You will be poor by material standards but you will have a nice lifestyle.

But once the shoebox satellite constellations like Starlink and its competitors are up and running, promising high-speed internet connectivity virtually anywhere on earth, then there will be remote workers in some of the more uncrowded surf locations on this planet, like the southern atolls of Maldives, Fiji Vanua Levu, the Cook Islands, The Philippines, Chilean Patagonia or the Aleutians, surfing as much as possible and doing their coding work far, far away from any office and getting paid well.

That will be the end of the "rural lifestyle" in many areas now untouched by 5G mobile phone signal or gigabit fibre connections :)
 
Last edited:
Apr 1, 2020
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But once the shoebox satellite constellations like Starlink and its competitors are up and running, promising high-speed internet connectivity virtually anywhere on earth, then there will be remote workers in some of the more uncrowded surf locations on this planet, like the southern atolls of Maldives, Fiji Vanua Levu, the Cook Islands, The Philippines, Chilean Patagonia or the Aleutians, surfing as much as possible and doing their coding work far, far away from any office and getting paid well.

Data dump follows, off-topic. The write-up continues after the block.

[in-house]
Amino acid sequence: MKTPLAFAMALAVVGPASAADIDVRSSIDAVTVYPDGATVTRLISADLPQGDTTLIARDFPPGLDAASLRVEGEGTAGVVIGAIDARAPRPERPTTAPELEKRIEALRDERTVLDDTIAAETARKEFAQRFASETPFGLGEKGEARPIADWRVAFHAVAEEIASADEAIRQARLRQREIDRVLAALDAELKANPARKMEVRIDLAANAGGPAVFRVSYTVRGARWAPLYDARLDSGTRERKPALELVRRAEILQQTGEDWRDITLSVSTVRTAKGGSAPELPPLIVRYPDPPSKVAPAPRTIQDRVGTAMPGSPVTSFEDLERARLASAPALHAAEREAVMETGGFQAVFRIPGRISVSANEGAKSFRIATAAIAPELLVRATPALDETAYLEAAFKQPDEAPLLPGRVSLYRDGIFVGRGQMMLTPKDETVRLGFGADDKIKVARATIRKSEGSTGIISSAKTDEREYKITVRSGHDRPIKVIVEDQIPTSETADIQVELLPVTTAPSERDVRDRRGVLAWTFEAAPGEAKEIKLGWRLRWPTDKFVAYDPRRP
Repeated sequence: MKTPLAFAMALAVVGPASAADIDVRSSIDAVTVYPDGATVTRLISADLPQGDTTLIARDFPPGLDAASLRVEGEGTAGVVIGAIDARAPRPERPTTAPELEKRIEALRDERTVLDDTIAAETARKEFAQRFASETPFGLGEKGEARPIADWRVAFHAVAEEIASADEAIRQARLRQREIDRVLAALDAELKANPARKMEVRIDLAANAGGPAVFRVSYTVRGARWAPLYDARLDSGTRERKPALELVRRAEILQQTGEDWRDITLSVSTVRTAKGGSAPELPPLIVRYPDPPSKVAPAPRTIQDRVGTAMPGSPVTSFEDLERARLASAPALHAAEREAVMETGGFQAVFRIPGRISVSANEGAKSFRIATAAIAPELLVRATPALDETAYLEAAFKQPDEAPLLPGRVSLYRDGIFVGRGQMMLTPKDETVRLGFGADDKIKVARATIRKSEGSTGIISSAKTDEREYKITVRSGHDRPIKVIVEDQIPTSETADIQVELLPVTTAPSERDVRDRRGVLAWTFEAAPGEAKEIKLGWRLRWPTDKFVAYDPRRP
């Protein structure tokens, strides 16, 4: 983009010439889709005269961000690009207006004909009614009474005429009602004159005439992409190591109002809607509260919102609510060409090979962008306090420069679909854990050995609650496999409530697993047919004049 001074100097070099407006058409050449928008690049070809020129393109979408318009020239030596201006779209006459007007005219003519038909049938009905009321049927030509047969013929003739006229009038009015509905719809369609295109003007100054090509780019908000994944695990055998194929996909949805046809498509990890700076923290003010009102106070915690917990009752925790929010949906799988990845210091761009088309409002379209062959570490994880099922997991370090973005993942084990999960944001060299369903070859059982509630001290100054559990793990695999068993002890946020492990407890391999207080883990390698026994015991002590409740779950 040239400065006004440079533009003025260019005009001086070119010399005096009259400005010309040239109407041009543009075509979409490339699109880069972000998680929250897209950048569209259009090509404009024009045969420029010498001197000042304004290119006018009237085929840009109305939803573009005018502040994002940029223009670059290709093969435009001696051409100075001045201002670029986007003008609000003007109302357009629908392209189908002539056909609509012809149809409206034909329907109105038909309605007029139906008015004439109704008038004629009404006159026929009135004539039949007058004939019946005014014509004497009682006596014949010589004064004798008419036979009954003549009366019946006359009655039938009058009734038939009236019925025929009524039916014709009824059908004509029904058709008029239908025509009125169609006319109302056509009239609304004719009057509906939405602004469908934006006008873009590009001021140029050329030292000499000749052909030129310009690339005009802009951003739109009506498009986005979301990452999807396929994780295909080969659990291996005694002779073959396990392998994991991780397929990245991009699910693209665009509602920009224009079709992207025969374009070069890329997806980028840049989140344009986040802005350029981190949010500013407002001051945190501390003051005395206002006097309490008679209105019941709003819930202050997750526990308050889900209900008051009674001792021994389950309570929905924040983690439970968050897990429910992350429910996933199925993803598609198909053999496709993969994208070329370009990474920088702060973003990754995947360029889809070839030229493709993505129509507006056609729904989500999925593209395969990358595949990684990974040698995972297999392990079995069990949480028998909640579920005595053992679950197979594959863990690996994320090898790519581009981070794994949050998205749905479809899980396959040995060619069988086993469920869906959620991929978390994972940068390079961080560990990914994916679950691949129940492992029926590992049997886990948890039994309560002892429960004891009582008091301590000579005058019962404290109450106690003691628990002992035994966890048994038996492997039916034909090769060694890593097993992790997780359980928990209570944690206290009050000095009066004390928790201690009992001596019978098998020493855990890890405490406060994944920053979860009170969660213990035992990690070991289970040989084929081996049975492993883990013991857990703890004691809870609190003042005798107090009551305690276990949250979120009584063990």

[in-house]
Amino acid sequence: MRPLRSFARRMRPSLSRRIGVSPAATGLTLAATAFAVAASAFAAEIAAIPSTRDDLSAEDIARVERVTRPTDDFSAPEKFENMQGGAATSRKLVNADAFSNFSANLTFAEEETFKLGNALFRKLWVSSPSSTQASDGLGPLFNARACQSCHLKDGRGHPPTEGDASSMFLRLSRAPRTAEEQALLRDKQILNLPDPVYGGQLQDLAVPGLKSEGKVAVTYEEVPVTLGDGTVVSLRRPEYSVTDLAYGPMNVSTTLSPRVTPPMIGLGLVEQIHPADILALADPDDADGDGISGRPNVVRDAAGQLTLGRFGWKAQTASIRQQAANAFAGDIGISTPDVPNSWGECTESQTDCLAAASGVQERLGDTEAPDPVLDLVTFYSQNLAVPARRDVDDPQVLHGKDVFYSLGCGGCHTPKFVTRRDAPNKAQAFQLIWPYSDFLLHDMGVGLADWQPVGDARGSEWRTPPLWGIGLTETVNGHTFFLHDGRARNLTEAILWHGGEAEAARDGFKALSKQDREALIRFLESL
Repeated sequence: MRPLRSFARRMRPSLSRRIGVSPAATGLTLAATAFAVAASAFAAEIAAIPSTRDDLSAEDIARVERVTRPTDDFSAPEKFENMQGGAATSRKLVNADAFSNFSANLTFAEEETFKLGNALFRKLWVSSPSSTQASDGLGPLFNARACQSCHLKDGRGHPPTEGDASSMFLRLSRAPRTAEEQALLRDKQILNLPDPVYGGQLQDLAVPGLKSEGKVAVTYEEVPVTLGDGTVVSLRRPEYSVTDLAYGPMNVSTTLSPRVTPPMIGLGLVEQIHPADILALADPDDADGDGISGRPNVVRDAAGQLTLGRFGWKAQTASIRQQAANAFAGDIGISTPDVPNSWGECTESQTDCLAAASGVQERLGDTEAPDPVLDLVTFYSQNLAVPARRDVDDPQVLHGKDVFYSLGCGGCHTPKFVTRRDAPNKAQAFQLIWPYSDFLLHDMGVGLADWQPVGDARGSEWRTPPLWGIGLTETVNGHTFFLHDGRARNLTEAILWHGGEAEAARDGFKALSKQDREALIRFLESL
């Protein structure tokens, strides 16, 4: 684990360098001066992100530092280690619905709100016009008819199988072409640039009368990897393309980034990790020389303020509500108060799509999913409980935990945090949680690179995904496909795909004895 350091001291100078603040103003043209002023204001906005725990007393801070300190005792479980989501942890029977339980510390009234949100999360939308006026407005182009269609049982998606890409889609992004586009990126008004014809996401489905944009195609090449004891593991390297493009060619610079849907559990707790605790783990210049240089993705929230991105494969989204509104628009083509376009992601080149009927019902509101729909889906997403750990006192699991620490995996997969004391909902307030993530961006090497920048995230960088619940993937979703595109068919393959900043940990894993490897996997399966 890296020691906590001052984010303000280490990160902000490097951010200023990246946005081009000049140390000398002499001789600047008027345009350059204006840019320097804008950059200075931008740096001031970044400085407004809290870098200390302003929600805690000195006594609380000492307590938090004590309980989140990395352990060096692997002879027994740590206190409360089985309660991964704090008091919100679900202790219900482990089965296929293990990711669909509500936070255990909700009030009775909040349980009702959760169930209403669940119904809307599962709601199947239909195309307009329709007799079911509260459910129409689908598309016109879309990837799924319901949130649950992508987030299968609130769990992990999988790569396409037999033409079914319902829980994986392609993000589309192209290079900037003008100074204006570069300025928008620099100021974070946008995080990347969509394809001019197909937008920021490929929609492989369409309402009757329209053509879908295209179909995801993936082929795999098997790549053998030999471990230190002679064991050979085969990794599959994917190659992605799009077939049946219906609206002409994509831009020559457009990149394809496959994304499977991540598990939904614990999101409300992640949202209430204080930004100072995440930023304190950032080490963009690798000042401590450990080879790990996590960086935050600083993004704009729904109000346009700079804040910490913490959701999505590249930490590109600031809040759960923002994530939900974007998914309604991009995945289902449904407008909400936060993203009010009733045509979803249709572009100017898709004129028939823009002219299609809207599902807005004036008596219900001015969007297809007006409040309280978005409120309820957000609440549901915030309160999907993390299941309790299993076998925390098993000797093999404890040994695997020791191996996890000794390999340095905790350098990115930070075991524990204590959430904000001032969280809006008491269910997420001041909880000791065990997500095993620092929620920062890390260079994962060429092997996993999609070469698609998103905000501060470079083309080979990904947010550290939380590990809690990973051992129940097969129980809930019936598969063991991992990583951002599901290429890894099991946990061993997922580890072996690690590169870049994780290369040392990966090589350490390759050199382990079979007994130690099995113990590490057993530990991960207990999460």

You forgot and claiming local status after 3 months :roflmao:
 

bluemarlin04

Michael Peterson status
Aug 13, 2015
2,476
2,266
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That lifestyle at a moderate income level is gone for good in Hawaii - it can be enjoyed if one moves to Tonga, Fiji, or the Cook Islands, certainly in the provinces of The Philippines, well-outside the money orbit of the United States dollar.

You will be poor by material standards but you will have a nice lifestyle.